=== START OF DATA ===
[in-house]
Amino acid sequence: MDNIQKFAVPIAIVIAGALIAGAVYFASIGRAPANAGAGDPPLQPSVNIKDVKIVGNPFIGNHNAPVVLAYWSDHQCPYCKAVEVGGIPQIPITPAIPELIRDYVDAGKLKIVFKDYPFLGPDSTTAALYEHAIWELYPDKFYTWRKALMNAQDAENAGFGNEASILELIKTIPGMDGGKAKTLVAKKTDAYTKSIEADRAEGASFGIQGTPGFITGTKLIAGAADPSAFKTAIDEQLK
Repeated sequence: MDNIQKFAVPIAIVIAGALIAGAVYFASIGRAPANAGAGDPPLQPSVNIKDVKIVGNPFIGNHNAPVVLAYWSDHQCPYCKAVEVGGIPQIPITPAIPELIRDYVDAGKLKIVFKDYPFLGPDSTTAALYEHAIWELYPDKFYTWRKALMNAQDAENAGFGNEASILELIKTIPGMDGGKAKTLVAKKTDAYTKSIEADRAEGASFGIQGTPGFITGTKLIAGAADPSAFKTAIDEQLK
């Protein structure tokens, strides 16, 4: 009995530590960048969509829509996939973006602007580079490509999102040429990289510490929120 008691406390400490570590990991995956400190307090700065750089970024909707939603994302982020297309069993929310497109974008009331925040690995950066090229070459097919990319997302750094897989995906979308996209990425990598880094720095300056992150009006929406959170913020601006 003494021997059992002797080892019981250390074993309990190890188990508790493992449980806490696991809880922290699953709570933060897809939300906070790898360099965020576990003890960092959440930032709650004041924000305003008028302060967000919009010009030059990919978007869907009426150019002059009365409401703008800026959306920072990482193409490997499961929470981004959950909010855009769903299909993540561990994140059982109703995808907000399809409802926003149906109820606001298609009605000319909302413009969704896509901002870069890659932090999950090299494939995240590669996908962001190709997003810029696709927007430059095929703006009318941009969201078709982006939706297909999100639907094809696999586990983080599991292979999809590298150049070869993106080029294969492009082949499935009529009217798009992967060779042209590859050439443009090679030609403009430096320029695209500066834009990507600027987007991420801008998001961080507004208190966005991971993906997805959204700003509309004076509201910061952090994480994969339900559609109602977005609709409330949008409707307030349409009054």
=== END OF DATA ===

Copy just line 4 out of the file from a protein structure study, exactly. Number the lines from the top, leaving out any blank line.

């Protein structure tokens, strides 16, 4: 009995530590960048969509829509996939973006602007580079490509999102040429990289510490929120 008691406390400490570590990991995956400190307090700065750089970024909707939603994302982020297309069993929310497109974008009331925040690995950066090229070459097919990319997302750094897989995906979308996209990425990598880094720095300056992150009006929406959170913020601006 003494021997059992002797080892019981250390074993309990190890188990508790493992449980806490696991809880922290699953709570933060897809939300906070790898360099965020576990003890960092959440930032709650004041924000305003008028302060967000919009010009030059990919978007869907009426150019002059009365409401703008800026959306920072990482193409490997499961929470981004959950909010855009769903299909993540561990994140059982109703995808907000399809409802926003149906109820606001298609009605000319909302413009969704896509901002870069890659932090999950090299494939995240590669996908962001190709997003810029696709927007430059095929703006009318941009969201078709982006939706297909999100639907094809696999586990983080599991292979999809590298150049070869993106080029294969492009082949499935009529009217798009992967060779042209590859050439443009090679030609403009430096320029695209500066834009990507600027987007991420801008998001961080507004208190966005991971993906997805959204700003509309004076509201910061952090994480994969339900559609109602977005609709409330949008409707307030349409009054």